The process of purchasing real estate is one that should not be taken lightly; the contracts and loan documents alone can be overwhelming. Then take into consideration the legal transfer of title and you could be over the top. If you are not a professional, it is important to have one guide you through the process. One of the necessary parts of the process is reviewing and understanding a property profile report and then the “full coverage” title report.
A property profile report provides a preliminary look at the status of liens against a property. I highlighted the word preliminary because there is a key difference between a preliminary (also known as a non-insured) report and a “full coverage” title report. We’ll cover the differences later in this article.
A property profile will help you determine three things:
Who the legal owner of the property is and if they have the right to sell the property.
The loans and liens that exist on the property.
The restrictions related to use of the land.
Legal ownership of the property: The property profile will specify the current owner of record. This will take into account any quit claim or interspousal deeds that have been recorded since the current owner (s) purchased the property. If you are purchasing the property through an active listing, then the agent or broker should make sure that all parties on title have signed the listing contract. This will assure that title can be transferred. There are exceptions, for example, in a probate situation; the owner of record can’t sign a contract or the deed so it will have to be done by the Personal Representative who most likely won’t be on title.
Outstanding loans and liens on the property: These can consist of many things; mortgage(s), unpaid taxes and mechanic’s liens (a legal process to ensure that a contractor gets paid for services). These loans and liens will have to be paid before title can be transferred. There’s an exception in the case of a short sale; the lender can agree to clear the mortgage even if it’s not paid in full.
Restrictions and Covenants: An easement is an example of a restriction. An easement is a right to use the real property of another without possessing it. Common examples of easements include utility poles, shared driveways, fences, access ways, or utility access to name a few. A “real covenant” can also be a kind of restriction. A real covenant is a promise to do something or not to do something with the land, for example: build a gate or not allow the use of public lands for events. A real covenant consists of two elements, the burden and the benefit. The burden is defined as “the promissor’s duty to perform the promise”. The benefit is defined as “the promisee’s right to enforce the promise”. When the property is sold the real covenant can remain. So the new owner can be forced to honor the previously made real covenant.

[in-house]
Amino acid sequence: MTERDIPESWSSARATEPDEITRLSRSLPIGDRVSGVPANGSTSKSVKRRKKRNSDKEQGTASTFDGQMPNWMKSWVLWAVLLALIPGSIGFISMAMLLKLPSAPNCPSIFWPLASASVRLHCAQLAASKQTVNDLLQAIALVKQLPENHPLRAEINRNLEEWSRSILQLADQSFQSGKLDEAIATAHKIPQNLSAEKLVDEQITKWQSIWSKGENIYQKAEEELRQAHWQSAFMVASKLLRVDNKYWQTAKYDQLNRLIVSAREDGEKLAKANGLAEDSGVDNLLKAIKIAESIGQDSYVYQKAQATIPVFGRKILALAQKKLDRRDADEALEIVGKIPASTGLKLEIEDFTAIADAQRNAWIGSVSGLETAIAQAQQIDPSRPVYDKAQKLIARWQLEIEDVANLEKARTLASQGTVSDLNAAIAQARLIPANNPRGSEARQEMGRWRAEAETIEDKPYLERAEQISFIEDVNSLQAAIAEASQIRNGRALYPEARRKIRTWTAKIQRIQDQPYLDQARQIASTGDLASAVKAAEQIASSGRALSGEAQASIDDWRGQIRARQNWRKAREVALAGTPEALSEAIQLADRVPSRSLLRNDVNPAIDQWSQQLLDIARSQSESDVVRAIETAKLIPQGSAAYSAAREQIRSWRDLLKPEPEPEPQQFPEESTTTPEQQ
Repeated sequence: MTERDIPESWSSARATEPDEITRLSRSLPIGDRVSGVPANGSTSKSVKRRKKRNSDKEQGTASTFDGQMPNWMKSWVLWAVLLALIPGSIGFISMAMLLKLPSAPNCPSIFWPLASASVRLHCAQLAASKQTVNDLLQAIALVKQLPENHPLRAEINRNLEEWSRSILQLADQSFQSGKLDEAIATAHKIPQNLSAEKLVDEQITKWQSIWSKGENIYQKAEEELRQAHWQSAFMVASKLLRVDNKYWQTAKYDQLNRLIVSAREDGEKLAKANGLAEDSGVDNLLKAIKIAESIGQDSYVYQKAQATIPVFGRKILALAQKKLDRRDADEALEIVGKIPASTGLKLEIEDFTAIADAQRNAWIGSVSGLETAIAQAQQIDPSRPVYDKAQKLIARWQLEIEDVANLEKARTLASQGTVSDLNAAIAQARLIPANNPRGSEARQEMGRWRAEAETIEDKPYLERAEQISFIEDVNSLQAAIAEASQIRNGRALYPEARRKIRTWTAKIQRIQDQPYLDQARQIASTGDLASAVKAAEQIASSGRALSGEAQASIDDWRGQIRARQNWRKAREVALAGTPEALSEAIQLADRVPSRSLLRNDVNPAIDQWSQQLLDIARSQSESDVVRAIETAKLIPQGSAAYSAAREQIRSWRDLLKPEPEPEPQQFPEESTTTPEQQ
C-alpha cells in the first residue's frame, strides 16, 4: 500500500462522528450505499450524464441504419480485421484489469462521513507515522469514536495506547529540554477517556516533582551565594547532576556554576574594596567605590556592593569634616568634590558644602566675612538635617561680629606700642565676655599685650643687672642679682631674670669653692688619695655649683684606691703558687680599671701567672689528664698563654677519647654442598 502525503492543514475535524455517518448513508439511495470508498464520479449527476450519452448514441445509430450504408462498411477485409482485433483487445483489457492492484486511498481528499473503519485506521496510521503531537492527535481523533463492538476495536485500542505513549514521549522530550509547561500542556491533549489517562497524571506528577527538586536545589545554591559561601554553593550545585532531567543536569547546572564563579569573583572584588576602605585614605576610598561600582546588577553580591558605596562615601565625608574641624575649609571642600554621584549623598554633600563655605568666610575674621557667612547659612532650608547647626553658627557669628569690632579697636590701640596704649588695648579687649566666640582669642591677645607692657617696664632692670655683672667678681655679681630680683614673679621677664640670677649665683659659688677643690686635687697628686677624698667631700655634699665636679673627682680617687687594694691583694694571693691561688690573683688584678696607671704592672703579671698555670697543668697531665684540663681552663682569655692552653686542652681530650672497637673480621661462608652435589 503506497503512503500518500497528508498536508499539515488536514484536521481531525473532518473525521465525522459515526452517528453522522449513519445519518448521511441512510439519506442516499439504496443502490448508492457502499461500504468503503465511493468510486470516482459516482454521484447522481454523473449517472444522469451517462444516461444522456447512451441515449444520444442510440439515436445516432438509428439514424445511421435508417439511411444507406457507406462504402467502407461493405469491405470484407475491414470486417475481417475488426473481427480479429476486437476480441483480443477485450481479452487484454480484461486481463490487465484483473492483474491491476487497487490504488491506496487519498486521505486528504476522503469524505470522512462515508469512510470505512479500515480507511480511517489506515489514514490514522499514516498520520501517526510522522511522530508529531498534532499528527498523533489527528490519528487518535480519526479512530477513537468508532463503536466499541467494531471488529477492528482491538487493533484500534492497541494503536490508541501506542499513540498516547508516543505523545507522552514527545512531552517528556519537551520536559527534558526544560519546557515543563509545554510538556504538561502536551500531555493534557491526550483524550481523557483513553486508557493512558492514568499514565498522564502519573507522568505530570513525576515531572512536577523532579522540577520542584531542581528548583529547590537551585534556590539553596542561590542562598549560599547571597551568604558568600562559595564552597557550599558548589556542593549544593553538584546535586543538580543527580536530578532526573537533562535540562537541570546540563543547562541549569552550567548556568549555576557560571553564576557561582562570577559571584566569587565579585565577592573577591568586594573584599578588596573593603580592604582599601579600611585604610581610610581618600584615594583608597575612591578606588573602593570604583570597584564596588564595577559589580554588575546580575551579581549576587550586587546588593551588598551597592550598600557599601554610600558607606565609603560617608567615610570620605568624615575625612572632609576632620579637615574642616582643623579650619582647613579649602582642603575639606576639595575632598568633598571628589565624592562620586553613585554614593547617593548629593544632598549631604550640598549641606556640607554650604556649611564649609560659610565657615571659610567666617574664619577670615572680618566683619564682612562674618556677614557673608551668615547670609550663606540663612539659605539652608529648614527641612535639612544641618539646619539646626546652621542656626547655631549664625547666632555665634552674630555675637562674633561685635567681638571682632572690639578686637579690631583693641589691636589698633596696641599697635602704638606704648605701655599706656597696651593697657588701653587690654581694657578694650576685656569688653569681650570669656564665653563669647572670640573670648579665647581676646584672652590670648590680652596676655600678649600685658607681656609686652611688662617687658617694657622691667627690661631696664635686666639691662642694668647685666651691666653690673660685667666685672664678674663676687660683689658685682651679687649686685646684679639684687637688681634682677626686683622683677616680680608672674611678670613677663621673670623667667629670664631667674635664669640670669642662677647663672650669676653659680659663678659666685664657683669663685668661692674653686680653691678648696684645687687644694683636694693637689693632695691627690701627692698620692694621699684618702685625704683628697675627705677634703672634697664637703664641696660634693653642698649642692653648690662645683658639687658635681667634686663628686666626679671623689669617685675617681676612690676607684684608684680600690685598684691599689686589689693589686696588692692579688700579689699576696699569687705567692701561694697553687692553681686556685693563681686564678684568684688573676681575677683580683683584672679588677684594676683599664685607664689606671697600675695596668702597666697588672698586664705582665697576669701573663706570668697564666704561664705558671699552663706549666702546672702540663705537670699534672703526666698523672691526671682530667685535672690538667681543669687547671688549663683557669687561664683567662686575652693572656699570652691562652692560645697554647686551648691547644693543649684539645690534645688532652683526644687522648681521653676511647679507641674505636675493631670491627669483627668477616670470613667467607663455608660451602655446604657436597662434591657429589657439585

A property profile is different than a “full coverage” report. The same company can issue a property profile as the full coverage title report. The difference is that the profile is non-insured where as the full coverage title report is created as documentation for title insurance. So any information off the property profile is not guaranteed.
There has been litigation in the last few years related to property profile reports (often free reports) that investors have used when purchasing foreclosures. Some investors have relied on these reports to document all of the liens against the property. Then they find out after the property has been purchased often on the courthouse steps that there are additional liens they are now responsible for; this can often eliminate their profit. Investors tried suing title companies for misinformation, but the cases don’t have merit because the title company didn’t guarantee the information in the property profile.
The only guarantee to having clear title is a “full coverage” report.